Friday, June 15, 2007

Am I Reigning or Raining and Where's the Parade?

Because of changes in my mother's medical condition, Social Services has requalified us for respite care on Monday and Thursday afternoons.   It's a real luxury for us to be able to go somewhere together for a change even if it's just running errands and grocery shopping.   Lisa wants a rose trellis and the flimsy, crummy prefabbed trellis they sell at the lumber company is really overpriced so we decided to build our own.   On our last respite care day we took my old pickup truck to town, because it's the only thing we've got with room to haul building materials.   After we got to town the lower radiator hose developed a leak but we were only a few blocks from the shop which maintains our vehicles and we drove straight there.   The mechanic wasn't interested in working on it until it had cooled off a little so we made a half-hour hike to the nearest fast food place and soaked up the air conditioning for an hour before walking back and picking up the truck.   Because of the lost time we weren't able to finish all of our shopping but that just gives us something to do on our next respite care day.   That night I slow cooked a medium sized brisket in the oven overnight in a covered roaster.   The next day I let the cooked brisket cool for a couple of hours before removing it from the roaster and placing it in an aluminum foil basket in order to reheat it on the grill (allowing it to stay nice and tender while picking up some smoke flavor) but I found I didn't have any Mesquite wood left.   Mesquite wood makes the worlds best BBQ, no true Texan would dream of using anything else in the grill but there are affluent Texans who simply purchase Mesquite charcoal.   I'm not so affluent but every vacant lot in the neighborhood has Mesquite trees on it and most of those trees have dead limbs on them which is where I get firewood for the grill, by breaking off the dead limbs.   Mesquite is a particularly tough hardwood and a dead limb that's around 2 inches in diameter which hasn't aged enough to be suitable for BBQ cannot be broken, by me at least, and that's how I determine whether or not a dead limb is suitable for firewood.   I look for dead limbs that are around 2 inches in diameter and, when I find one, I give it a good yank; if it breaks cleanly it's firewood; if it doesn't I move on.   When I gather firewood I always get more than I need and the extra gets saved for next time.   Anyway, my firewood pile was empty, I was in a hurry and all the Mesquite trees in our immediate neighborhood are pretty well picked over but there was one 5 inch dead limb, about three feet long (I broke off the rest of it a couple of years ago) in a tree right across the street which I figured ought to be aged enough I could break it off.   I found a piece of rope, tied myself a lariet, walked across the street and was able to rope the limb right out on the end, where I'd have maximum leverage, on the first throw. I thought "Hot dog, I'm on a roll!", pulled the lariet tight and yanked down as hard as I could; it barely even moved.   It wasn't going to break off, nosir.   I left the rope hanging while I walked back across the street to get my bow saw and a lightweight six-foot aluminum step ladder.   I set up the ladder, climbed up and as I placed my saw for the first cut something shifted under one of the back legs and the other back leg totally caved in, bringing down the ladder, and me with it.   As I fell, I tossed the bow saw aside, knowing I didn't want to land on those wicked sharp teeth, and tried to squirm into a position that would miss the ladder but I didn't have much success.   I was able to roll as I hit the ground but my left leg and foot both hit the ladder hard enough to be well bruised.   Nothing was broken but it hurt like the dickens.   I limped back across the street, grumbling and cursing, and got my much sturdier 8 foot alluminum step ladder.   This time there were no surprises, I sawed a little over half-way through the limb, climbed down, moved the ladder, gave the rope a strong yank and down it came.  About an hour later we had Mesquite smoked beef brisket with brown and wild rice, Portabella mushroom gravy and green beans for supper and all was well with the world.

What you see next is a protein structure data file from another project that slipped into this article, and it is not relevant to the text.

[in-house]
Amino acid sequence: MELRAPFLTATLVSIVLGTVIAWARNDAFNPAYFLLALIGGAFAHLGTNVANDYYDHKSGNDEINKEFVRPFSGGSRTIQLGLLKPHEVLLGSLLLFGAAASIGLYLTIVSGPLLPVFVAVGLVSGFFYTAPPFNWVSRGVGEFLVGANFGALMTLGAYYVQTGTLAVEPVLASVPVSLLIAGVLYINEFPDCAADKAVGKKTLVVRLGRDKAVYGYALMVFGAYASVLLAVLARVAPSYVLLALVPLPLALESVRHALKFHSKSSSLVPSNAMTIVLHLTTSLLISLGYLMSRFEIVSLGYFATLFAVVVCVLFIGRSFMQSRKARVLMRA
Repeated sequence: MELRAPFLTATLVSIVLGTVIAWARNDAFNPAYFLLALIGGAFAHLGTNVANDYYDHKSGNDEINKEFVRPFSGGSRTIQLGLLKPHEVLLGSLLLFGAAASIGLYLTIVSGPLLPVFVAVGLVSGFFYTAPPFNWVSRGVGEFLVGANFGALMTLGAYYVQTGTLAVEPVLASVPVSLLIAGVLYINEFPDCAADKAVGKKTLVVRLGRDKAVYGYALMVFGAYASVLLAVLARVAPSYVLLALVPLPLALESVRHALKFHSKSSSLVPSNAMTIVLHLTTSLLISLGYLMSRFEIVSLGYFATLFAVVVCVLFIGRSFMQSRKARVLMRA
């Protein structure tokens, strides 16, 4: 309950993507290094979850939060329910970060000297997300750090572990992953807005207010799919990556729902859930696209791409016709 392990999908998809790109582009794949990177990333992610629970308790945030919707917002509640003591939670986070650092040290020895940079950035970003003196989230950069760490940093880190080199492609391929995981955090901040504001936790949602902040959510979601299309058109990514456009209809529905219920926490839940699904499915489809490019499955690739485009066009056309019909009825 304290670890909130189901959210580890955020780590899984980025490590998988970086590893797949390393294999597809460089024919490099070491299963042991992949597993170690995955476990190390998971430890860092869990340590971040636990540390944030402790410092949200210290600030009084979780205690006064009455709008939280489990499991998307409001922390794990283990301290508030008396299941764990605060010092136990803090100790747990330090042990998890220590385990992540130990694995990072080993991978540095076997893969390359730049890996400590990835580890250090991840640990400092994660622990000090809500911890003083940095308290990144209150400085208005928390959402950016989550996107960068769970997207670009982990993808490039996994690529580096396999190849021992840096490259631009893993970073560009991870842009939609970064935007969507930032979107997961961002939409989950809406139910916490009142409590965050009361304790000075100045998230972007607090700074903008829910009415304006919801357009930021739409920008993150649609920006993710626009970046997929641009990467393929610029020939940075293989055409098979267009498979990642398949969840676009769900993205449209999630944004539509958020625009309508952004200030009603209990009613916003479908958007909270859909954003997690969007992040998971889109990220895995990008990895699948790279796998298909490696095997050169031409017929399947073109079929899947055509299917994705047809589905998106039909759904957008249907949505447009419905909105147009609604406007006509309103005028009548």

That was several days ago; by now, my foot's ok but my leg is still awfully tender.

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